Site: Needs a sunny area with excellent drainage. On limy soil, rosemary is a smaller but more fragrant plant. To provide additional lime, apply eggshells or potash. Must be protected from cold winds and winter temperature. Give plants frequent water (every 3 to 5 days) during the first growing season, and then decrease irrigation frequency once the root system has established. Once established, irrigate when they begin to show any signs of wilting. Excessively irrigated plants become very woody.
Propagation: Rosemary seed can be sown in May but you will get better results buying pot grown plants at the nursery. Seeds germinate slowly and erratically - and then only when they're very fresh. For potted plants, use a clay pot that measures at least 12 inches deep and 12 inches across and has plenty of drainage holes. Fill it with a light, coarse potting mix, such as cactus soil with a handful of perlite added. Set the plants into their new quarters at the same depth they were growing in their nursery pots. Rosemary dislikes being moved so place it in a permanent spot in your herb garden..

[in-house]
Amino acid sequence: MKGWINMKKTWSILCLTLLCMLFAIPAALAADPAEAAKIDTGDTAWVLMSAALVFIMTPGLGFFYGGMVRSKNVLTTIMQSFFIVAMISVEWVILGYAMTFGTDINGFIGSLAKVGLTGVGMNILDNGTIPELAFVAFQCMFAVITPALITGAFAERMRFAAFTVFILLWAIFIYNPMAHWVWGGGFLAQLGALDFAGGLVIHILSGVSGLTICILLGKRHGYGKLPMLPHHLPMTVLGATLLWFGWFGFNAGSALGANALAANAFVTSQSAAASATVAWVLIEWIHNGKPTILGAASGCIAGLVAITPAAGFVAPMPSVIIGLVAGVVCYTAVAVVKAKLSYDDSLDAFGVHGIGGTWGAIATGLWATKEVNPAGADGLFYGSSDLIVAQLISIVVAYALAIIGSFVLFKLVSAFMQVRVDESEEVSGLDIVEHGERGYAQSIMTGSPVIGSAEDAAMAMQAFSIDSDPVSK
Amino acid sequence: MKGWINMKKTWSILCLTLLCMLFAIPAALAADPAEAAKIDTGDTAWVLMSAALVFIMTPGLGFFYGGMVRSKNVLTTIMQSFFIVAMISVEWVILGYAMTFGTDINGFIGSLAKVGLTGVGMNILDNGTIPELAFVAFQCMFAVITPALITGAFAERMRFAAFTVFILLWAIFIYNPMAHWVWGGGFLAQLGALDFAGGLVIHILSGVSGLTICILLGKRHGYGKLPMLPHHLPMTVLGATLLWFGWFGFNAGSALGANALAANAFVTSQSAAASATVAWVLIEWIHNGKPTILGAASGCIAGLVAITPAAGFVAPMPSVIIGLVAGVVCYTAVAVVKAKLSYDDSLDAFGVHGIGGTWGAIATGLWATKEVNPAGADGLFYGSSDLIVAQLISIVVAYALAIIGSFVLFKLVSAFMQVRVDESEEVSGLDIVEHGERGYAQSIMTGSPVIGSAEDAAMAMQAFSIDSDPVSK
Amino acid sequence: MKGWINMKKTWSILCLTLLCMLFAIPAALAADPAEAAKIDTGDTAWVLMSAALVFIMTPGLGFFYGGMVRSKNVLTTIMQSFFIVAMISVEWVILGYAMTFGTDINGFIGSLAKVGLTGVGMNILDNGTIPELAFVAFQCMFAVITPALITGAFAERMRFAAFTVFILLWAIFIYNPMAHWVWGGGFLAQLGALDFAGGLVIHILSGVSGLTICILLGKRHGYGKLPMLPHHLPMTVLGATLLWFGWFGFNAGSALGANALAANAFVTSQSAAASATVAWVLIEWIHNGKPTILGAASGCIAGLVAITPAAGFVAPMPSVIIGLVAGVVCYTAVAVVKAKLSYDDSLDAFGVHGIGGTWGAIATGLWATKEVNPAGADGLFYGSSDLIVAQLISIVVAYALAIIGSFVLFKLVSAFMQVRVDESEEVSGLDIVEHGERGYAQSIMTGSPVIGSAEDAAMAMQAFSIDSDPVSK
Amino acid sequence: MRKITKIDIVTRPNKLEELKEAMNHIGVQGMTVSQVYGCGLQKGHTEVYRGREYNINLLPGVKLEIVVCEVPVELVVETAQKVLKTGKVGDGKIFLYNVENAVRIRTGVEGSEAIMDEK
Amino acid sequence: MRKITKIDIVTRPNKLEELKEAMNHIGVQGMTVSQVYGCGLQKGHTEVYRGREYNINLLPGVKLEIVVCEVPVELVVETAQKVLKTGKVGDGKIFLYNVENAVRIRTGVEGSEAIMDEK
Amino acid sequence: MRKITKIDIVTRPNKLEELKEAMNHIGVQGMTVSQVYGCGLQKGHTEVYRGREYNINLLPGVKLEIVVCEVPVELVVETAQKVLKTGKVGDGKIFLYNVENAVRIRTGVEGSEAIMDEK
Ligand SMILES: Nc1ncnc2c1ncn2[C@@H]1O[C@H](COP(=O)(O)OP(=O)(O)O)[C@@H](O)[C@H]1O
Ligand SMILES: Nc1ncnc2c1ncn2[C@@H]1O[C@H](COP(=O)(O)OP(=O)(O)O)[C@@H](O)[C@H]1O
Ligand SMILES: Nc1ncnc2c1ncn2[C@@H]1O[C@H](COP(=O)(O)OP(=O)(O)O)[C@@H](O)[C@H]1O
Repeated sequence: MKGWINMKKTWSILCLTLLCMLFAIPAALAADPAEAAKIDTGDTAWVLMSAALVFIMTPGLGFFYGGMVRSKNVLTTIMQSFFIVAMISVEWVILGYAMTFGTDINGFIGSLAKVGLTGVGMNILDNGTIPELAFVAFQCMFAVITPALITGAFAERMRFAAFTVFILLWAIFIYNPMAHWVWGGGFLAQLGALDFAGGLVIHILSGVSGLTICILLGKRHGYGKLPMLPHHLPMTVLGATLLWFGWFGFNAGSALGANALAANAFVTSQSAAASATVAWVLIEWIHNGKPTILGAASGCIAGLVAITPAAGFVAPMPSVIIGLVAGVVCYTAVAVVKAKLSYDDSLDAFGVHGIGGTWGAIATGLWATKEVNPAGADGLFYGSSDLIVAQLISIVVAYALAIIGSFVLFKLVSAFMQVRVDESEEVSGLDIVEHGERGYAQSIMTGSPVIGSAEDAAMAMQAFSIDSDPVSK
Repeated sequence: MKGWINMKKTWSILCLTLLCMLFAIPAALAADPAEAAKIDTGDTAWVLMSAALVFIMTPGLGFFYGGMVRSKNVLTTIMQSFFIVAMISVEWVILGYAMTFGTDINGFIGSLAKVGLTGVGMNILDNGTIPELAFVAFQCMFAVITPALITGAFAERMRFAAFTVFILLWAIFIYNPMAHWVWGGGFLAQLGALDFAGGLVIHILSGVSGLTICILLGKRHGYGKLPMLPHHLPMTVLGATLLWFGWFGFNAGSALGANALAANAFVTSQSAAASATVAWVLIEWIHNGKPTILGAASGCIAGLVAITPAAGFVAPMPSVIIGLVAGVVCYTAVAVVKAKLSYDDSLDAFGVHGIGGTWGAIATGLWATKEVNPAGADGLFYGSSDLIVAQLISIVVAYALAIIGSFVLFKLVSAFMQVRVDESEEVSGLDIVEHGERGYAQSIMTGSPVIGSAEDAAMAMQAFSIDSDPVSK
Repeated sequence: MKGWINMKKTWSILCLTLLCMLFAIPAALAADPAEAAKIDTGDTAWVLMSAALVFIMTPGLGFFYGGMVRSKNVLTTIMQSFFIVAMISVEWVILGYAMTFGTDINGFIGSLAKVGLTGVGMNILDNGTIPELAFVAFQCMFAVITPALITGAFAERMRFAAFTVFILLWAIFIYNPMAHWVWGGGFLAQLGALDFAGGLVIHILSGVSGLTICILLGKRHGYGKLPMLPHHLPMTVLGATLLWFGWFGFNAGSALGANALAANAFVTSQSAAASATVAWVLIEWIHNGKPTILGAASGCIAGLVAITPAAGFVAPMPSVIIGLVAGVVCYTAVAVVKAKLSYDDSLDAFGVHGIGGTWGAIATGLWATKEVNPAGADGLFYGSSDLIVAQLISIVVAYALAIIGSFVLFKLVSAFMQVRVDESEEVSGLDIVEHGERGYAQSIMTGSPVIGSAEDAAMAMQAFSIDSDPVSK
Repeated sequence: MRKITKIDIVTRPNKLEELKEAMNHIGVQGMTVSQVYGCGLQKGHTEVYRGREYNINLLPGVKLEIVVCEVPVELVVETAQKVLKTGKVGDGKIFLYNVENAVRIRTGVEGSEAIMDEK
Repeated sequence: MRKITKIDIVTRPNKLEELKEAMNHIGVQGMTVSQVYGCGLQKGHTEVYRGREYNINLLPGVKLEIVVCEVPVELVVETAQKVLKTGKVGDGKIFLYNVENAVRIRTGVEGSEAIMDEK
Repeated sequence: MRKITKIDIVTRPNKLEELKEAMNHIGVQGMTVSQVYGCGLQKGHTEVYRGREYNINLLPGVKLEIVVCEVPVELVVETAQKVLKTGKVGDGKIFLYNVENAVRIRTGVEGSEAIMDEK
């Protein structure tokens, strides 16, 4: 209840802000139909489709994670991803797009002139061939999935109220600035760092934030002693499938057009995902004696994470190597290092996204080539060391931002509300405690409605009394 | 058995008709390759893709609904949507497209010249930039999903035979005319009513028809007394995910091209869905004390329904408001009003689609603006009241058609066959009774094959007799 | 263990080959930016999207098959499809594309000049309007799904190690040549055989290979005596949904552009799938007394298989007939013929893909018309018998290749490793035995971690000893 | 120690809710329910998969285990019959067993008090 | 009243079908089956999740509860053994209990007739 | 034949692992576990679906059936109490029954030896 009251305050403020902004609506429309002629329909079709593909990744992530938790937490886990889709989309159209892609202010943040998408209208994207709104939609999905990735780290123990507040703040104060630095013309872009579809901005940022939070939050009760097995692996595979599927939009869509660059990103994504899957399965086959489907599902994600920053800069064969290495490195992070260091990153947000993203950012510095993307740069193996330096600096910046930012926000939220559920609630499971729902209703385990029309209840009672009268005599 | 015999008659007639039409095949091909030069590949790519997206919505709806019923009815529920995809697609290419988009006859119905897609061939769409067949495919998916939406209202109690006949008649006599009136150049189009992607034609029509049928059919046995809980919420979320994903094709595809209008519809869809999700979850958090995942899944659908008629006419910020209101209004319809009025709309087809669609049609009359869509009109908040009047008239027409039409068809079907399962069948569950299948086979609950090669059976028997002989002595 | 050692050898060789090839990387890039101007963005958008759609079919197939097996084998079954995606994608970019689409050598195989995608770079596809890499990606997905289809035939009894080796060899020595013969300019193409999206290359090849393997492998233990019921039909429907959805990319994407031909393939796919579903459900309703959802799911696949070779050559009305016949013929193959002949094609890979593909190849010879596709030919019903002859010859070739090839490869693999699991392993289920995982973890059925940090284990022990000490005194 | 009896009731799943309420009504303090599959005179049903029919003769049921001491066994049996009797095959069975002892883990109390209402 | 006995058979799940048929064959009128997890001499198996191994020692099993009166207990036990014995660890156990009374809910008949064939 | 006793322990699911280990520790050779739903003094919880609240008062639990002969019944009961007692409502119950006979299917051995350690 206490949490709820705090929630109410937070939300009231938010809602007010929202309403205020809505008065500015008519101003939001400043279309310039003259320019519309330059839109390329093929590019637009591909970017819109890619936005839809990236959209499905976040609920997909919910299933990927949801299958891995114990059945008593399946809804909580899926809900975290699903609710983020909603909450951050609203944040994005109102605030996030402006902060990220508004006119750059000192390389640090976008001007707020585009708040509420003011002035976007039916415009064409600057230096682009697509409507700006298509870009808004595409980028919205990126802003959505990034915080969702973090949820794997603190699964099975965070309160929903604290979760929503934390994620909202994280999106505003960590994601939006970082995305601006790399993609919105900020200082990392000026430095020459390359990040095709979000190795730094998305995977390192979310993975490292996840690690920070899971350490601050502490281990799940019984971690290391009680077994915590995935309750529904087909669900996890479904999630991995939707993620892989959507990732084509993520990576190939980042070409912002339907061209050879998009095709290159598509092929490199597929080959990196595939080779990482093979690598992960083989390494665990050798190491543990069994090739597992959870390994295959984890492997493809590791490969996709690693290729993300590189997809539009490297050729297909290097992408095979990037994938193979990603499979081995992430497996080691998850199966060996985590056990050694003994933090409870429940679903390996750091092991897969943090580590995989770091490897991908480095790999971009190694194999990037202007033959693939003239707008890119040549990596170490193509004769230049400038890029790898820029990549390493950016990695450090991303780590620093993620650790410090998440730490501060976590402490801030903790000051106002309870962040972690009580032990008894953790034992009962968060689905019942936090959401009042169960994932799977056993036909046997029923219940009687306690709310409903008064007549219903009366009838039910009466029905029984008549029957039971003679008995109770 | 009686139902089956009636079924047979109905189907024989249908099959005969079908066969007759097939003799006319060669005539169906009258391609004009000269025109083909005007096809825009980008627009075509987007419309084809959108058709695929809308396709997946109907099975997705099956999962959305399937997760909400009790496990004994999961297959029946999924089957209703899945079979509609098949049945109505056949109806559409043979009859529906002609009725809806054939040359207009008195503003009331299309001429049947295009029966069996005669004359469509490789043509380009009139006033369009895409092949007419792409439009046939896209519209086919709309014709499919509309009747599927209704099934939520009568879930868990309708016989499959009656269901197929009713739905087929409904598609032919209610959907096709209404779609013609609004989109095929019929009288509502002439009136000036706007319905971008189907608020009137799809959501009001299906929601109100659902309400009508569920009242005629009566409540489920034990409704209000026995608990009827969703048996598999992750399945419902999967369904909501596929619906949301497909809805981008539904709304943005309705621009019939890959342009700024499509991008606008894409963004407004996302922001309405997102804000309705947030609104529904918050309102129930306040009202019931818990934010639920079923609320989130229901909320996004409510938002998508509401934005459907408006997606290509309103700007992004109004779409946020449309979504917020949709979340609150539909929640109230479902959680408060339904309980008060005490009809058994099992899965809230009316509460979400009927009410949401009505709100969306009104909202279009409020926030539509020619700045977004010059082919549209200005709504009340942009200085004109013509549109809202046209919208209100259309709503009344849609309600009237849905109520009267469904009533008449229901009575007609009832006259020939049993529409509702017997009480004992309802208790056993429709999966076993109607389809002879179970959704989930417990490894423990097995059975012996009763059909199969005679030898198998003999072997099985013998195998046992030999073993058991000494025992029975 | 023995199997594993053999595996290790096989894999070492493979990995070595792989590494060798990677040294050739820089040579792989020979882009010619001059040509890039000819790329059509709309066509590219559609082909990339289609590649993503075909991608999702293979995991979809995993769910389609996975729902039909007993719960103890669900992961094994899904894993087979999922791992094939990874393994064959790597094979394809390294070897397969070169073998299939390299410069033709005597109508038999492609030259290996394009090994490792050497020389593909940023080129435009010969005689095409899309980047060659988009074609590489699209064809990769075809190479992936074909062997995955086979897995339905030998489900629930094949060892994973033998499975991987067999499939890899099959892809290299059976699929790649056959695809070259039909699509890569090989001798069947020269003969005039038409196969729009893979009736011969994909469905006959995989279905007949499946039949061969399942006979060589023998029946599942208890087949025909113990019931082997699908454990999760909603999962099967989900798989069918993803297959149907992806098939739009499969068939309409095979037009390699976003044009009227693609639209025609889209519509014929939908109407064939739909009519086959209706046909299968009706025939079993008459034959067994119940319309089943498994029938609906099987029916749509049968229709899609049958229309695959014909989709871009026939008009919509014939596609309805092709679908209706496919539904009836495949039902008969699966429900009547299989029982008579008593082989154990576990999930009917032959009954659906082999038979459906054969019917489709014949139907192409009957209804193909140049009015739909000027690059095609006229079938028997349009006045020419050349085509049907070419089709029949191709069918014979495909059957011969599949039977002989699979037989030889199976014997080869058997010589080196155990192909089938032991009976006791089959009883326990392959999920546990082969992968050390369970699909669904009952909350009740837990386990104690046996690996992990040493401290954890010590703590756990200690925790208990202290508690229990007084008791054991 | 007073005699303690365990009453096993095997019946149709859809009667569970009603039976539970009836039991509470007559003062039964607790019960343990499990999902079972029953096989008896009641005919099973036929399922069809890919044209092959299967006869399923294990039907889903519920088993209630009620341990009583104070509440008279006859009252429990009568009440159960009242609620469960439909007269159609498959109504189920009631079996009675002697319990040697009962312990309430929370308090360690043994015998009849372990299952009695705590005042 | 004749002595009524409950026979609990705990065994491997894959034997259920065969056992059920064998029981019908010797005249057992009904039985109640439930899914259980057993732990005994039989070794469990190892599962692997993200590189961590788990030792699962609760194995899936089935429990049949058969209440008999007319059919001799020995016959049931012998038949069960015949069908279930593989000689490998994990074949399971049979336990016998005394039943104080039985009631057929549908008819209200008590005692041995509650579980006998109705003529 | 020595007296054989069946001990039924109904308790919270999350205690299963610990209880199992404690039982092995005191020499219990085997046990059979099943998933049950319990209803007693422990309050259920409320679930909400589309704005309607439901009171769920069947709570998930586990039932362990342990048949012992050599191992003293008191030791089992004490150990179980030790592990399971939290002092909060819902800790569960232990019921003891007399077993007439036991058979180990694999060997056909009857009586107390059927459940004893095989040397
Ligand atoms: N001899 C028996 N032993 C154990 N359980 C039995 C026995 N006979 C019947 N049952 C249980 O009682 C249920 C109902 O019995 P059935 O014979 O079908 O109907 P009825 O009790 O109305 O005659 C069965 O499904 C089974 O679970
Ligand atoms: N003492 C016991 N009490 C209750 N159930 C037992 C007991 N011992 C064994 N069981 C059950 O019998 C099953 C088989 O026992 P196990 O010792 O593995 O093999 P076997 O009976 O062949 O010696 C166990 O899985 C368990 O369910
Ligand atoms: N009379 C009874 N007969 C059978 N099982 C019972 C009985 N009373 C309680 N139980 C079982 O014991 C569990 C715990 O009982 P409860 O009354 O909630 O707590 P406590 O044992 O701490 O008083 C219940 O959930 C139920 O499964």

Growing: To plant outdoors, leave 2 to 3 feet between plants. Container grown indoor plants must have a sunny position. Rosemary is available in the prostrate growth form (1 to 2 feet in height) or the upright growth form (3 to 6 feet in height). The upright varieties make a good, informal evergreen hedge. If pruning is required, upright plants should be selectively pruned rather than sheared. Prostrate forms look best in cascading over masonry or rock walls or in rock gardens where the individual branches create interesting edge patterns. These can also be shaped easily by selective pruning.
Harvesting: Clip leaves or sprigs anytime you need them all year round but gather main leaf harvest before flowering.
Culinary Uses: Add very sparingly (rosemary can be overpowering) to a wide range of meat and poultry dishes, especially lamb, pork and chicken. Rosemary is also good for flavoring baked potatoes.